Anyway, without further ado — my favorite tools!
Best Plugins WordPress Websites
I’m sharing some of my favorite plugins that I personally use on most of my client websites, and my own. Learn how to use this arsenal, and you’re in business.
Oxygen is certainly one of the most powerful and flexible visual builders for WordPress. It’s super easy to set up and use, and is suitable for building any kind of website in WordPress. It even supports WooCommerce, meaning that you can design and develop an entire E-Commerce store in Oxygen alone.
Oxygen is a paid plugin, and is priced at $99 (for a standard license, other licensing options are available). It’s definitely worth the investment.
Elementor + Astra Theme
Elementor is another option for a solid website builder. It has much of the capabilities of Oxygen and a free version, but in my opinion isn’t as easy to use as Oxygen. Regardless, it is a very powerful website builder and a great option for those of you who do not have the budget to invest in Oxygen.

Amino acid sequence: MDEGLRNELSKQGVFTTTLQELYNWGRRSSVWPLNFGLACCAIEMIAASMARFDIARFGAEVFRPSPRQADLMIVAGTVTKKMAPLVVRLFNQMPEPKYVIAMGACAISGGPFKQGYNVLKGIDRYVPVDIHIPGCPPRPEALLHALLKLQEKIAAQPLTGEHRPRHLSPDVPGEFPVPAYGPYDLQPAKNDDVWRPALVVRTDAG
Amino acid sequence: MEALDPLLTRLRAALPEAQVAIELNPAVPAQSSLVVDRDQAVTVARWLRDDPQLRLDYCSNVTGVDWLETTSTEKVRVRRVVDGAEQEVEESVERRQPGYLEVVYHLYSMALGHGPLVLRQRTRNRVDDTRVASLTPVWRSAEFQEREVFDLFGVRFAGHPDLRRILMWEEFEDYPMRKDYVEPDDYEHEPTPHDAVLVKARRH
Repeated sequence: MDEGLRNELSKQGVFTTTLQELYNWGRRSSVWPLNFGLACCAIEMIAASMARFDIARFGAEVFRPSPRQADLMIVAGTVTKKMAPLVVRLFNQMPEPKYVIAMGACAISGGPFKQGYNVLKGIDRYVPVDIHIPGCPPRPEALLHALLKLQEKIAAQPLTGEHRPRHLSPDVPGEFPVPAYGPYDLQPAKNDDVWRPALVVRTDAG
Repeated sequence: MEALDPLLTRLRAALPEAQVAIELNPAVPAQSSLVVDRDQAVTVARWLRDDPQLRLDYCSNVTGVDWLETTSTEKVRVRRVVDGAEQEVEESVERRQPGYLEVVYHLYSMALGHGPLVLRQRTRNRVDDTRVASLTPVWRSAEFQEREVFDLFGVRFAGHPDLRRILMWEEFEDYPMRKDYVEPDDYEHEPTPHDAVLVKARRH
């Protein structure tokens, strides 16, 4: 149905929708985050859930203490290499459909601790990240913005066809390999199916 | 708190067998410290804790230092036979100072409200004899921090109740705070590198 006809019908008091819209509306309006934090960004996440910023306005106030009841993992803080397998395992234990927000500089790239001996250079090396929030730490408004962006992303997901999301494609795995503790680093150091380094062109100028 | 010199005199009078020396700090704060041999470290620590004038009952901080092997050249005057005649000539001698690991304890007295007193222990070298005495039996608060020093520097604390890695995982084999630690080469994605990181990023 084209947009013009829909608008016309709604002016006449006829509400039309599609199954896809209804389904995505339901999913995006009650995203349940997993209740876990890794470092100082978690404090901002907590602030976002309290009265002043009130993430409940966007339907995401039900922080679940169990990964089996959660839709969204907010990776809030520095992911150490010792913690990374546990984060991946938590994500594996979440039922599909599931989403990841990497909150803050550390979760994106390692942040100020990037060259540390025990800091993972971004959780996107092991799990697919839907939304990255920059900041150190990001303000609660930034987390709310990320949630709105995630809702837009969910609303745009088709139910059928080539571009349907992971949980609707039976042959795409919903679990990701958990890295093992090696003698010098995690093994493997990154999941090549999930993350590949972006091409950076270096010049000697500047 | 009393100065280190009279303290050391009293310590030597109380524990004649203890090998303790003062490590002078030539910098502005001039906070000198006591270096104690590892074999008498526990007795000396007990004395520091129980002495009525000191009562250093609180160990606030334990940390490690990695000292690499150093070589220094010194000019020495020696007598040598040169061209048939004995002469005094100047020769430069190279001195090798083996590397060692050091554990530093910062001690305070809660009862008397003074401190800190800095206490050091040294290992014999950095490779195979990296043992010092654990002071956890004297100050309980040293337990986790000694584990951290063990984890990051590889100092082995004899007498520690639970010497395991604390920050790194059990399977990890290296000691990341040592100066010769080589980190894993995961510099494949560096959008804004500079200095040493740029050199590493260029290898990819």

Astra is a WordPress theme that integrates smoothly with Elementor that also has a paid version. With the paid version you get access to a bunch of helpful starter templates and some useful shortcuts to help you manage the styling of your website.
WPRocket is a caching plugin for WordPress that is simple to set up that allows you to achieve an extremely fast load time. Cache your pages, preload your cache and compress all of your pages to serve them statically — it’s a matter of heading into the dashboard, and flicking a few settings on your sites to start serving a faster website.